PROVIDENCE, RI — Another 13 COVID-19 deaths were reported Sunday, for 150 total fatalities in Rhode Island, numbers officials said would be much worse without social distancing and stay-home orders.
“It’s absolutely working. You can see the numbers on the screen. They’re going up, but not nearly as fast as we would have thought,” said Gov. Gina Raimonodo Sunday during her daily press update on the COVID-19 outbreak.
The upward slope on the graph charting new daily cases is much gentler, and the peak expected May 8 will not be nearly as high as it would have been had Rhode Island not taken the measures it did as early in the crisis as it did, Raimondo said.
Dr. MacDonald said there are now 254 people in the hospital being treated for COVID-19, and 70 of them are in the Intensive Care Unit (ICU), 43 of whom are on a breathing machine/ventilator.
Latino community hit hard, Bailey School walk-up testing
Raimondo noted that 45 percent of all cases in Rhode Island were among the Latino community, a statistic that demands research into its cause and what officials can do to counter it.
“The trend is not unique to Rhode Island. It’s a similar thing to what you see in many states, but that doesn’t make it acceptable,” Raimondo said.
To help counter that statistic, Raimondo said, the state is opening its first drive-up and walk-up testing site at parking lot of Bailey Elementary School, 65 Gordon Ave., Providence.
The new testing site has been established in partnership with Providence Community Health Center, Raimondo said. She repeated that anyone, regardless of income or immigration status can seek health care at any one of the state’s Community Health Centers.
Though Bailey Elementary School is centrally located in Providence, you still need an appointment, which you can make by calling your doctor or local urgent care center.
The full list of health care clinics in RI is available on the DOH website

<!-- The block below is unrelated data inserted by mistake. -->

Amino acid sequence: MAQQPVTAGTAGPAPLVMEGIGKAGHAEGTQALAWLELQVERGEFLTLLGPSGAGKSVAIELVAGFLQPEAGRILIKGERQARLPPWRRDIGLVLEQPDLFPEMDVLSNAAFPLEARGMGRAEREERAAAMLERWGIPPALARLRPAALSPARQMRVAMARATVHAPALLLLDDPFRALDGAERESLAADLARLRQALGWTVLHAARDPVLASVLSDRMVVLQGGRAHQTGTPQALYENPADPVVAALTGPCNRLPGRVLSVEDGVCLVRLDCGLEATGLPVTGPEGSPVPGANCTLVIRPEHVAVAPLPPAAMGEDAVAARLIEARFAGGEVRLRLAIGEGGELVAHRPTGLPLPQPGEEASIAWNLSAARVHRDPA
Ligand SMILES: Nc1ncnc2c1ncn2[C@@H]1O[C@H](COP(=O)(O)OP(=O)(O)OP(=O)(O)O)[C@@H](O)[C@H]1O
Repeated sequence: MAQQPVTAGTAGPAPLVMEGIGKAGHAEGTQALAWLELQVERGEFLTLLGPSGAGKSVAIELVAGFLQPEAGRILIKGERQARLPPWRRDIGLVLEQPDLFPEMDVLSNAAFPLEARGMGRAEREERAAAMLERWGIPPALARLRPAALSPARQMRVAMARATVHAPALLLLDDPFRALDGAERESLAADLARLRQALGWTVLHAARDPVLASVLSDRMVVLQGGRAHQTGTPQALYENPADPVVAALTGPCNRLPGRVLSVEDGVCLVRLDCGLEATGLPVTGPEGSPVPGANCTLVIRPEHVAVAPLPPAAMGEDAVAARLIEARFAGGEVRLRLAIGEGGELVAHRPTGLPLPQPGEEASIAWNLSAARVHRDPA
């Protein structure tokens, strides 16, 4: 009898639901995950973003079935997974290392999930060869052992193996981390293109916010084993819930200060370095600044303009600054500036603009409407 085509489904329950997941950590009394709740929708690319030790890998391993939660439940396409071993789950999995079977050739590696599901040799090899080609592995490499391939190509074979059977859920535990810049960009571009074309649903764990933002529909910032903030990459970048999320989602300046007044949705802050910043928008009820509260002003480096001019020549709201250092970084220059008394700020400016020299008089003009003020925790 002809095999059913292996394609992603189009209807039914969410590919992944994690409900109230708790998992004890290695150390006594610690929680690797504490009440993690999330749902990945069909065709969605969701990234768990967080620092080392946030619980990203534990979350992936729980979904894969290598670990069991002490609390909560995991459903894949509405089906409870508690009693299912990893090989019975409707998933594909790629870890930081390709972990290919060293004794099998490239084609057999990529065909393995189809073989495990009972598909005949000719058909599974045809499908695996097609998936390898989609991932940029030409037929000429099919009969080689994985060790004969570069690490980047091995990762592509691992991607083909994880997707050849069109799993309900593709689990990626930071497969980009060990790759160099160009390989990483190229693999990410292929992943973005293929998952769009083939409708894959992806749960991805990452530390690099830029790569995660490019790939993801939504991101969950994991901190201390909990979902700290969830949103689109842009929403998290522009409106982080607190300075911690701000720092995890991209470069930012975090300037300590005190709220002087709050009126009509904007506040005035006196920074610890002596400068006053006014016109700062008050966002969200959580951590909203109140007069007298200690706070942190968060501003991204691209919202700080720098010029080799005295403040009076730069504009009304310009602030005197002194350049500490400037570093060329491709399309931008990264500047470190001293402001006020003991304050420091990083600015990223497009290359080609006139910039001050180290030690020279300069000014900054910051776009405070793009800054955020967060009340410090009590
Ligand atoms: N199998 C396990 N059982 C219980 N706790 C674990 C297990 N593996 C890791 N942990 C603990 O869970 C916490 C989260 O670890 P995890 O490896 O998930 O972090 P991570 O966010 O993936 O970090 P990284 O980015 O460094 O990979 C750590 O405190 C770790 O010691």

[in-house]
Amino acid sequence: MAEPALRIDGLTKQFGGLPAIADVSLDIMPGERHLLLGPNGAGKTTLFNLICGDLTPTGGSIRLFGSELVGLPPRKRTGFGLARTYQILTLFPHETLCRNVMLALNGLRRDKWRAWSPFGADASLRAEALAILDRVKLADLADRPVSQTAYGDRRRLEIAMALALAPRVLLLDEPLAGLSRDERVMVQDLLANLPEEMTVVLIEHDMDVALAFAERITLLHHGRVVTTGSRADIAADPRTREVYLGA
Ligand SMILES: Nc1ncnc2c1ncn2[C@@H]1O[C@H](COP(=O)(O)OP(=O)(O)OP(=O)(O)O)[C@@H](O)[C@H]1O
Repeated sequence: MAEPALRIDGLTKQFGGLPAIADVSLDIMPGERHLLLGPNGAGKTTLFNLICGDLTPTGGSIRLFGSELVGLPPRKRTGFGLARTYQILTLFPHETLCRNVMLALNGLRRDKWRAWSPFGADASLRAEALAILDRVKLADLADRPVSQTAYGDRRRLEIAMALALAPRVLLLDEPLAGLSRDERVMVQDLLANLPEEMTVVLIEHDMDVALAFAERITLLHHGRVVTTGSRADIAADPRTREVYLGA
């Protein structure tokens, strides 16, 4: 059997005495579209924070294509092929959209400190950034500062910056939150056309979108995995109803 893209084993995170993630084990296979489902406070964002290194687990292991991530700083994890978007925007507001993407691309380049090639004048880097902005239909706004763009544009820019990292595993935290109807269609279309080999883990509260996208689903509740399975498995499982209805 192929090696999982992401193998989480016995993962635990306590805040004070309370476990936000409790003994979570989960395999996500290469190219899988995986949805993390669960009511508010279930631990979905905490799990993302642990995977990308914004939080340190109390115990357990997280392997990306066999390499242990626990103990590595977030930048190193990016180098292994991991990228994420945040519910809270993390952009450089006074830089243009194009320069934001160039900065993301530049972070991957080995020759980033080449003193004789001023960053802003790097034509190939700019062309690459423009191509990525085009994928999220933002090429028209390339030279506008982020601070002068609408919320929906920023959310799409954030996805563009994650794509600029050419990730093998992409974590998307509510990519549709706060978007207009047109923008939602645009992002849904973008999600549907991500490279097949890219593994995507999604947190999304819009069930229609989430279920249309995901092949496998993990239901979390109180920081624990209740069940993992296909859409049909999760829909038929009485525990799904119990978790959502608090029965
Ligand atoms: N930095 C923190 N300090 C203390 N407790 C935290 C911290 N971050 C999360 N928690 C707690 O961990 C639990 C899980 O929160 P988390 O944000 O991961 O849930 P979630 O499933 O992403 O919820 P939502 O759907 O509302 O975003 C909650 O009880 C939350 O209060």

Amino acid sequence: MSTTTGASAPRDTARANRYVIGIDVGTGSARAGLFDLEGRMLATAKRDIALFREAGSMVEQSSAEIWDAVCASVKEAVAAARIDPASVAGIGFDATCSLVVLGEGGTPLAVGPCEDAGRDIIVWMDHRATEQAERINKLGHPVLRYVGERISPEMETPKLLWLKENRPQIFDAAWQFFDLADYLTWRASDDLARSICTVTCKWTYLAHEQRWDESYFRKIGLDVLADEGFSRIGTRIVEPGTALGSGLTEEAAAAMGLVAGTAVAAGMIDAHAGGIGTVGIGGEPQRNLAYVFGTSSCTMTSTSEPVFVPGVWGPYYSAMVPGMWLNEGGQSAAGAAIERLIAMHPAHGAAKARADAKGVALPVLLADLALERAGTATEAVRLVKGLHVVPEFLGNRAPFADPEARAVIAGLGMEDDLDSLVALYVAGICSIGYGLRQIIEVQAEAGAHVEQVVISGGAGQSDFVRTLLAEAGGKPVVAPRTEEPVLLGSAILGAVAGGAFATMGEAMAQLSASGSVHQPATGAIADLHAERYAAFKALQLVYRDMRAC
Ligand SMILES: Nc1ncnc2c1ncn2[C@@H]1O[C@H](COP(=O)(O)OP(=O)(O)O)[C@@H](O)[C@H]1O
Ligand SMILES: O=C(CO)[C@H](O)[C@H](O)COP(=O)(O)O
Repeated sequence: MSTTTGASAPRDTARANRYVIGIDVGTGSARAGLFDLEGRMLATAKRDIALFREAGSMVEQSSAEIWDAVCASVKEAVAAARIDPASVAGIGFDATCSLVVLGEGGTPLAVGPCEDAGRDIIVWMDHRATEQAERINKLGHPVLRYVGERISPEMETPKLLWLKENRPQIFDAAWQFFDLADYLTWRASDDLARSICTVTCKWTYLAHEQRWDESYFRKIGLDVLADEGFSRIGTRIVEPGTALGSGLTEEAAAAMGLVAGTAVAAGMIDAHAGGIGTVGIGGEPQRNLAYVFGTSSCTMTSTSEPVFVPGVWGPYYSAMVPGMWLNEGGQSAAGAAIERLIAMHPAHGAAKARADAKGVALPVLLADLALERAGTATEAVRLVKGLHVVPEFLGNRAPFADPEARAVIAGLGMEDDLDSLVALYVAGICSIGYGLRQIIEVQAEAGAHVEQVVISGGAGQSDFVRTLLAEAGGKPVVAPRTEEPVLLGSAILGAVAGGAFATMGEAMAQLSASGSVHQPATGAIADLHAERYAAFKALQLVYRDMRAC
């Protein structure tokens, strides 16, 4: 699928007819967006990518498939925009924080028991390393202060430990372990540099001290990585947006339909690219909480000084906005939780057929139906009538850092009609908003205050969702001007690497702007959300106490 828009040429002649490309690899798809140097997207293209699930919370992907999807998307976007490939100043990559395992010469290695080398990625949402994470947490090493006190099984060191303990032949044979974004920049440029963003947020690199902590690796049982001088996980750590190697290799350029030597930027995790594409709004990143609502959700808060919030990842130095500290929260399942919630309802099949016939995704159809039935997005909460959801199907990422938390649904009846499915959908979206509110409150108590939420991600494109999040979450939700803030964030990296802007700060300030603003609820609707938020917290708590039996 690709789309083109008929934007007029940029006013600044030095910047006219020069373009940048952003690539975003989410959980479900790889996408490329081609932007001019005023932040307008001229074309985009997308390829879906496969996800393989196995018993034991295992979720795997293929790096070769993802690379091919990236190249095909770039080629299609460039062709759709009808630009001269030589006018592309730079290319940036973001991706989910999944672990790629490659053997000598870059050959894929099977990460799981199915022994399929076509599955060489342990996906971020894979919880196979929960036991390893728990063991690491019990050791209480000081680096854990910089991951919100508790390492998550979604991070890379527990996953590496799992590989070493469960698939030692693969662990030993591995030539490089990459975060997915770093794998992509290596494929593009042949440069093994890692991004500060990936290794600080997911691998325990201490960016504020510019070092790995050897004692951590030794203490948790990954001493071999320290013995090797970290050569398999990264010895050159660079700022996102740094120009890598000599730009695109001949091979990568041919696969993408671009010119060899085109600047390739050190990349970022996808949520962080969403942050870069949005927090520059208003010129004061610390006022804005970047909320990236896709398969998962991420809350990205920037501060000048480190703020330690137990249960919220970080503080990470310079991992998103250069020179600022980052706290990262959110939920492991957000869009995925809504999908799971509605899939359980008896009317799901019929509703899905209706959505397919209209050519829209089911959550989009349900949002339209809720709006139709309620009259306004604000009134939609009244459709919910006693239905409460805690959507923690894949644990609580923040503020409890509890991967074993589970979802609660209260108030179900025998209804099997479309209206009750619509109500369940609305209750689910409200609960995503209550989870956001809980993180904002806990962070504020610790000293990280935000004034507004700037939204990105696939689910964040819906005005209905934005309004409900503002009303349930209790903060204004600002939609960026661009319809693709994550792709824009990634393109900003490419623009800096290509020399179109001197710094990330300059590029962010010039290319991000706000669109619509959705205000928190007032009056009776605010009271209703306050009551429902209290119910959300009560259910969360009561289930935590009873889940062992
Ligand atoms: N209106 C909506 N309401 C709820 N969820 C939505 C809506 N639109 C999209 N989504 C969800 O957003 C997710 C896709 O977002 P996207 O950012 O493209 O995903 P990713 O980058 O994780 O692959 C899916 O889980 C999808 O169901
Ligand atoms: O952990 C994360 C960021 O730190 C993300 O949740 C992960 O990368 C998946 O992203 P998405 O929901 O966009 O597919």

Latino community outreach, focus
Raimondo said she is consulting stakeholders in Latino community for advice and to distribute information to the community. She publicly thanked Dr. Pablo Rodriquez, Central Falls Mayor James Diosa, Rep. Grace Diaz, and Providence City Council President Sabina Matos for help communicating the need for social distancing, masks and testing to the Latino community.
“You’ve been great and we need to continue to rely on you even more,”
Raimondo said RI will increase outreach and public relations effort with advertising on Spanish radio and other Spanish speaking media.
Funerals remain part of group limits
“A number of loved ones are passing away through this crisis,” Raimondo said. Nonetheless, there are still no gatherings of greater than 5 people allowed in Rhode Island during the COVID-19 outbreak, and this includes funerals.
Masks order in effect
“Certainly, if you’re going out to a grocery store, it’s an absolute must,” Ramondo said of her recent order for all businesses’ employees to wear masks at work and to remind customers to wear masks.
“I’m very pleased to say that we had excellent compliance yesterday.” DBR sent inspectors to 200 businesses and found widespread compliance with the order.
- Mask must cover nose and your mouth.
- Drive-through delivery. All employees wearing masks, so good job. Unfortunately many of the customers did not have a mask on – dangerous because you’re not six feet away from someone.
“Lets do the right thing and keep them safe,” Raimondo urged drive-through customers.
This is a test